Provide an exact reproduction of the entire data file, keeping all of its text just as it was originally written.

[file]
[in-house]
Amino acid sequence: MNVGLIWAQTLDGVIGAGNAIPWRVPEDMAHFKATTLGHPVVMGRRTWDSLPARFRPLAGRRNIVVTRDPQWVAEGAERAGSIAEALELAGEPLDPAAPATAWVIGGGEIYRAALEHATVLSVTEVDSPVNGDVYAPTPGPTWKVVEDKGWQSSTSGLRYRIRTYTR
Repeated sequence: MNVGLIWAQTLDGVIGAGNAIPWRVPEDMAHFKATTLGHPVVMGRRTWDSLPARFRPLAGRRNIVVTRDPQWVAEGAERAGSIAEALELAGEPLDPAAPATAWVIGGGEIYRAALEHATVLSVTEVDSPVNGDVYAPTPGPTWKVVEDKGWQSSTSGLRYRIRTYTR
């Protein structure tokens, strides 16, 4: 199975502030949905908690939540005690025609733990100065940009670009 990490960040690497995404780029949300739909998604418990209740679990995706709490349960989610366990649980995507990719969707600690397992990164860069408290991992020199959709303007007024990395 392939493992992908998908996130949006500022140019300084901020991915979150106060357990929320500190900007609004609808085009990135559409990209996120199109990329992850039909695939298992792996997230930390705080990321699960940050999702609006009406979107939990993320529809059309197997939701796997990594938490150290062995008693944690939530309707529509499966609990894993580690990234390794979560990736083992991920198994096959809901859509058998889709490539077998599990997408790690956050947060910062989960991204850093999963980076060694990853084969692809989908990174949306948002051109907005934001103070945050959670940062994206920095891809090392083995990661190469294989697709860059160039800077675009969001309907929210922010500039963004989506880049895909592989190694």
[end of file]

[in-house]
Amino acid sequence: MNVGLIWAQTLDGVIGAGNAIPWRVPEDMAHFKATTLGHPVVMGRRTWDSLPARFRPLAGRRNIVVTRDPQWVAEGAERAGSIAEALELAGEPLDPAAPATAWVIGGGEIYRAALEHATVLSVTEVDSPVNGDVYAPTPGPTWKVVEDKGWQSSTSGLRYRIRTYTR
Repeated sequence: MNVGLIWAQTLDGVIGAGNAIPWRVPEDMAHFKATTLGHPVVMGRRTWDSLPARFRPLAGRRNIVVTRDPQWVAEGAERAGSIAEALELAGEPLDPAAPATAWVIGGGEIYRAALEHATVLSVTEVDSPVNGDVYAPTPGPTWKVVEDKGWQSSTSGLRYRIRTYTR
């Protein structure tokens, strides 16, 4: 199975502030949905908690939540005690025609733990100065940009670009 990490960040690497995404780029949300739909998604418990209740679990995706709490349960989610366990649980995507990719969707600690397992990164860069408290991992020199959709303007007024990395 392939493992992908998908996130949006500022140019300084901020991915979150106060357990929320500190900007609004609808085009990135559409990209996120199109990329992850039909695939298992792996997230930390705080990321699960940050999702609006009406979107939990993320529809059309197997939701796997990594938490150290062995008693944690939530309707529509499966609990894993580690990234390794979560990736083992991920198994096959809901859509058998889709490539077998599990997408790690956050947060910062989960991204850093999963980076060694990853084969692809989908990174949306948002051109907005934001103070945050959670940062994206920095891809090392083995990661190469294989697709860059160039800077675009969001309907929210922010500039963004989506880049895909592989190694």